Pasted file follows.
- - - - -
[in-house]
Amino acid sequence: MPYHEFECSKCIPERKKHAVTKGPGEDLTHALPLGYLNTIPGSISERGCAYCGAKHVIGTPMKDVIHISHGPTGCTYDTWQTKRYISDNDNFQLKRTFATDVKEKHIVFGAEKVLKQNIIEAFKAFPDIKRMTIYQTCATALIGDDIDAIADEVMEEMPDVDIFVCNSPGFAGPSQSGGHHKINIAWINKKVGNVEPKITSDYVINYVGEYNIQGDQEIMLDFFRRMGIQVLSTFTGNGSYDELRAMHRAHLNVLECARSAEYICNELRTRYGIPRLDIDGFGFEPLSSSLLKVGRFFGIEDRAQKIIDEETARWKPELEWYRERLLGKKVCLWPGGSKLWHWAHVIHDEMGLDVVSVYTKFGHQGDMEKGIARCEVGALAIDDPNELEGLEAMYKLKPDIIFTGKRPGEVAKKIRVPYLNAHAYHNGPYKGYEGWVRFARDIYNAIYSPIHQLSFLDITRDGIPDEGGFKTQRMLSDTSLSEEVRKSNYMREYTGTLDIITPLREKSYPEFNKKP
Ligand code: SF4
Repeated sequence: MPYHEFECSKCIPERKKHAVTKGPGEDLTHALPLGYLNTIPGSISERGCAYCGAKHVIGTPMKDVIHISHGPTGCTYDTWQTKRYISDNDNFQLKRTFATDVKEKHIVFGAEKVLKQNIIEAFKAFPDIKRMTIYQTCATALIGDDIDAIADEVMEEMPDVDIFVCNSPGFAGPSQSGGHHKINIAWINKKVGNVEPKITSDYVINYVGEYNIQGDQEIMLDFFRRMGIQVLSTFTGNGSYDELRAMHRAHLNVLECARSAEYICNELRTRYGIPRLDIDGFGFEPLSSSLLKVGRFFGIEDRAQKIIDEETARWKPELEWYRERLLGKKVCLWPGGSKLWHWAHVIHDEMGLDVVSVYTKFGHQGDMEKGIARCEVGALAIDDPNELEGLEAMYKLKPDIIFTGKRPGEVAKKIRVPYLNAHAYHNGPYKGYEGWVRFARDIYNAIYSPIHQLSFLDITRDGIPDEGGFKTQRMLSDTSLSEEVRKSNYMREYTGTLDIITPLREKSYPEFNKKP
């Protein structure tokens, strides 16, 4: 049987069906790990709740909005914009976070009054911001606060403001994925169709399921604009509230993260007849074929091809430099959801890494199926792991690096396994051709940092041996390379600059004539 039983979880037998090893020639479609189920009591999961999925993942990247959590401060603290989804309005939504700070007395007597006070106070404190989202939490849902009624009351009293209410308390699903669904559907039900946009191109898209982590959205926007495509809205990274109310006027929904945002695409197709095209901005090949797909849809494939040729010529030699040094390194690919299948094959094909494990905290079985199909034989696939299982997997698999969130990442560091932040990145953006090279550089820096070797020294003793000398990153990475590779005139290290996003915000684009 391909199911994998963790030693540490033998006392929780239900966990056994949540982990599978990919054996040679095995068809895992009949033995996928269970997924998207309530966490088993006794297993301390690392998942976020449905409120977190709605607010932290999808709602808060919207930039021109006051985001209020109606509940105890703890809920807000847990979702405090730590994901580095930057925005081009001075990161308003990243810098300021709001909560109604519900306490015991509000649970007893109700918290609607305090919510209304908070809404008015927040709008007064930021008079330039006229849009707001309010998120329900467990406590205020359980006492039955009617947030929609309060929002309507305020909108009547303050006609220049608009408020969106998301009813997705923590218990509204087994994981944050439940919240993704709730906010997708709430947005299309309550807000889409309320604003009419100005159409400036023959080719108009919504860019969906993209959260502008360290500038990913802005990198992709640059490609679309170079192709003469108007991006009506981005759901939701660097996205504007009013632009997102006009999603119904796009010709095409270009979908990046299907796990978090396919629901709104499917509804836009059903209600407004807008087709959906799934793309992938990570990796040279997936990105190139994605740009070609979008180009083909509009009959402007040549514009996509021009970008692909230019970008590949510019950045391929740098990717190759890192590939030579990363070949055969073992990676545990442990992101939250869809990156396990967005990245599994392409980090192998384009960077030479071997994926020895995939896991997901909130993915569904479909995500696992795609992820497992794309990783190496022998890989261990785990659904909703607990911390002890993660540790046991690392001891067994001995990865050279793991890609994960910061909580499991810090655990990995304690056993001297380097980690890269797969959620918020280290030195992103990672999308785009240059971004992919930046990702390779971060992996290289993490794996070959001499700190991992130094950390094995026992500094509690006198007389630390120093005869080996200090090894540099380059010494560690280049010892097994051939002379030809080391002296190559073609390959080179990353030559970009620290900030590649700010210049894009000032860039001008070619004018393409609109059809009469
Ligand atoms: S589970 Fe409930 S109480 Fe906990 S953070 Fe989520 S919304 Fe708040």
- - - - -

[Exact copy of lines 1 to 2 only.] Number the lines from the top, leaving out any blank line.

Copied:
[in-house]
Amino acid sequence: MPYHEFECSKCIPERKKHAVTKGPGEDLTHALPLGYLNTIPGSISERGCAYCGAKHVIGTPMKDVIHISHGPTGCTYDTWQTKRYISDNDNFQLKRTFATDVKEKHIVFGAEKVLKQNIIEAFKAFPDIKRMTIYQTCATALIGDDIDAIADEVMEEMPDVDIFVCNSPGFAGPSQSGGHHKINIAWINKKVGNVEPKITSDYVINYVGEYNIQGDQEIMLDFFRRMGIQVLSTFTGNGSYDELRAMHRAHLNVLECARSAEYICNELRTRYGIPRLDIDGFGFEPLSSSLLKVGRFFGIEDRAQKIIDEETARWKPELEWYRERLLGKKVCLWPGGSKLWHWAHVIHDEMGLDVVSVYTKFGHQGDMEKGIARCEVGALAIDDPNELEGLEAMYKLKPDIIFTGKRPGEVAKKIRVPYLNAHAYHNGPYKGYEGWVRFARDIYNAIYSPIHQLSFLDITRDGIPDEGGFKTQRMLSDTSLSEEVRKSNYMREYTGTLDIITPLREKSYPEFNKKP